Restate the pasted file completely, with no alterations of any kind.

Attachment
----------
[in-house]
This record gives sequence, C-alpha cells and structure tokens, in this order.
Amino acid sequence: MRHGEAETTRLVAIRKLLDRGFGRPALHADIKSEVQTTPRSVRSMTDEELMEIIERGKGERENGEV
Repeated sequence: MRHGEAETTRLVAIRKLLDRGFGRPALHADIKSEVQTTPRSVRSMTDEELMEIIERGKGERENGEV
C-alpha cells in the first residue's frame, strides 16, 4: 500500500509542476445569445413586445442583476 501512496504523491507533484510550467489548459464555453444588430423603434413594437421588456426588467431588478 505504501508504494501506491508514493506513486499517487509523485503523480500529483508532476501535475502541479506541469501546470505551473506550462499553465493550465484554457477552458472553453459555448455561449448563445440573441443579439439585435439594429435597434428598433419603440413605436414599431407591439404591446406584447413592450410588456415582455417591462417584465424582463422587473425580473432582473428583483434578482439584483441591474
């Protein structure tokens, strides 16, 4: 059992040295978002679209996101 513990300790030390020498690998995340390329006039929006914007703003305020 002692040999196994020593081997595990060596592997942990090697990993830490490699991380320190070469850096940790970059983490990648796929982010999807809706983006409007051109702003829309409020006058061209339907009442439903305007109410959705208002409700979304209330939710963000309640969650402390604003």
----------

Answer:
[in-house]
This record gives sequence, C-alpha cells and structure tokens, in this order.
Amino acid sequence: MRHGEAETTRLVAIRKLLDRGFGRPALHADIKSEVQTTPRSVRSMTDEELMEIIERGKGERENGEV
Repeated sequence: MRHGEAETTRLVAIRKLLDRGFGRPALHADIKSEVQTTPRSVRSMTDEELMEIIERGKGERENGEV
C-alpha cells in the first residue's frame, strides 16, 4: 500500500509542476445569445413586445442583476 501512496504523491507533484510550467489548459464555453444588430423603434413594437421588456426588467431588478 505504501508504494501506491508514493506513486499517487509523485503523480500529483508532476501535475502541479506541469501546470505551473506550462499553465493550465484554457477552458472553453459555448455561449448563445440573441443579439439585435439594429435597434428598433419603440413605436414599431407591439404591446406584447413592450410588456415582455417591462417584465424582463422587473425580473432582473428583483434578482439584483441591474
């Protein structure tokens, strides 16, 4: 059992040295978002679209996101 513990300790030390020498690998995340390329006039929006914007703003305020 002692040999196994020593081997595990060596592997942990090697990993830490490699991380320190070469850096940790970059983490990648796929982010999807809706983006409007051109702003829309409020006058061209339907009442439903305007109410959705208002409700979304209330939710963000309640969650402390604003």